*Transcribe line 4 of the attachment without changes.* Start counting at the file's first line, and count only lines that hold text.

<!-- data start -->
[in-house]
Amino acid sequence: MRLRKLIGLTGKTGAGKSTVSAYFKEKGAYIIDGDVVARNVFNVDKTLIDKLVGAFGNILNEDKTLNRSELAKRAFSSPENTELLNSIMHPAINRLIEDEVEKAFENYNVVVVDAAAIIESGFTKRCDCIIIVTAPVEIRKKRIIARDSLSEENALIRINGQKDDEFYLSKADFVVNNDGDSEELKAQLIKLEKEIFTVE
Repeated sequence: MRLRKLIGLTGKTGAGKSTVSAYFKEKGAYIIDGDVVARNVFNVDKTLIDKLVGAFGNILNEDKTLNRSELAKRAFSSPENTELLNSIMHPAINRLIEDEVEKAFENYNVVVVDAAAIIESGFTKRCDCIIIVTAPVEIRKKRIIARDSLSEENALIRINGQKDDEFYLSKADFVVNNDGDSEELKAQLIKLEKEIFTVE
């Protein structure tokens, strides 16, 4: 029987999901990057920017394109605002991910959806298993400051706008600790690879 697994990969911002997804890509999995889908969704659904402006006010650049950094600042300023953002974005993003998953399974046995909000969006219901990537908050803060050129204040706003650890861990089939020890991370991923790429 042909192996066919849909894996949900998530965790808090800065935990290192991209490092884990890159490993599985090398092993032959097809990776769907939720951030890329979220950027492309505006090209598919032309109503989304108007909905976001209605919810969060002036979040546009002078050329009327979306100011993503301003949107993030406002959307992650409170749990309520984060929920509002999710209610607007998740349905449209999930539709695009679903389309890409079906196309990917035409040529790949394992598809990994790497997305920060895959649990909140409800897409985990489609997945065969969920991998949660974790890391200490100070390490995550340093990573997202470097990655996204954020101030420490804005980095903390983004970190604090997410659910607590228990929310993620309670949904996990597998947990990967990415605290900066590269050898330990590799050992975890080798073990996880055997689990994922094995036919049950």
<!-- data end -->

């Protein structure tokens, strides 16, 4: 029987999901990057920017394109605002991910959806298993400051706008600790690879 697994990969911002997804890509999995889908969704659904402006006010650049950094600042300023953002974005993003998953399974046995909000969006219901990537908050803060050129204040706003650890861990089939020890991370991923790429 042909192996066919849909894996949900998530965790808090800065935990290192991209490092884990890159490993599985090398092993032959097809990776769907939720951030890329979220950027492309505006090209598919032309109503989304108007909905976001209605919810969060002036979040546009002078050329009327979306100011993503301003949107993030406002959307992650409170749990309520984060929920509002999710209610607007998740349905449209999930539709695009679903389309890409079906196309990917035409040529790949394992598809990994790497997305920060895959649990909140409800897409985990489609997945065969969920991998949660974790890391200490100070390490995550340093990573997202470097990655996204954020101030420490804005980095903390983004970190604090997410659910607590228990929310993620309670949904996990597998947990990967990415605290900066590269050898330990590799050992975890080798073990996880055997689990994922094995036919049950």